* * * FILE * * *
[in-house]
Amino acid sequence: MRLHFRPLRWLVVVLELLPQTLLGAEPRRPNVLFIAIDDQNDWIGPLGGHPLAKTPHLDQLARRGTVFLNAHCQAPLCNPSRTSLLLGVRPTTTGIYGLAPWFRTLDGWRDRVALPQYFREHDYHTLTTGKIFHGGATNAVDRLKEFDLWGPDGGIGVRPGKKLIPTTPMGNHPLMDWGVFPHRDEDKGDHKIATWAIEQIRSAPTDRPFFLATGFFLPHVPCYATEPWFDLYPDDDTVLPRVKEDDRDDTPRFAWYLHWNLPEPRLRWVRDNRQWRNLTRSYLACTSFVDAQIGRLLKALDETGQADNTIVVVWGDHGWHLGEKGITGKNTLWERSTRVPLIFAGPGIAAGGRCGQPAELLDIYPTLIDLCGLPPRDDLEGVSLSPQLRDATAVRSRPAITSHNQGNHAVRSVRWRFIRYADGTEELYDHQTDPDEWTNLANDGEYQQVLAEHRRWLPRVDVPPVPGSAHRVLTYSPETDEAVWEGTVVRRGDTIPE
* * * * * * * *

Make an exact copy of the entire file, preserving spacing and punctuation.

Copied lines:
[in-house]
Amino acid sequence: MRLHFRPLRWLVVVLELLPQTLLGAEPRRPNVLFIAIDDQNDWIGPLGGHPLAKTPHLDQLARRGTVFLNAHCQAPLCNPSRTSLLLGVRPTTTGIYGLAPWFRTLDGWRDRVALPQYFREHDYHTLTTGKIFHGGATNAVDRLKEFDLWGPDGGIGVRPGKKLIPTTPMGNHPLMDWGVFPHRDEDKGDHKIATWAIEQIRSAPTDRPFFLATGFFLPHVPCYATEPWFDLYPDDDTVLPRVKEDDRDDTPRFAWYLHWNLPEPRLRWVRDNRQWRNLTRSYLACTSFVDAQIGRLLKALDETGQADNTIVVVWGDHGWHLGEKGITGKNTLWERSTRVPLIFAGPGIAAGGRCGQPAELLDIYPTLIDLCGLPPRDDLEGVSLSPQLRDATAVRSRPAITSHNQGNHAVRSVRWRFIRYADGTEELYDHQTDPDEWTNLANDGEYQQVLAEHRRWLPRVDVPPVPGSAHRVLTYSPETDEAVWEGTVVRRGDTIPE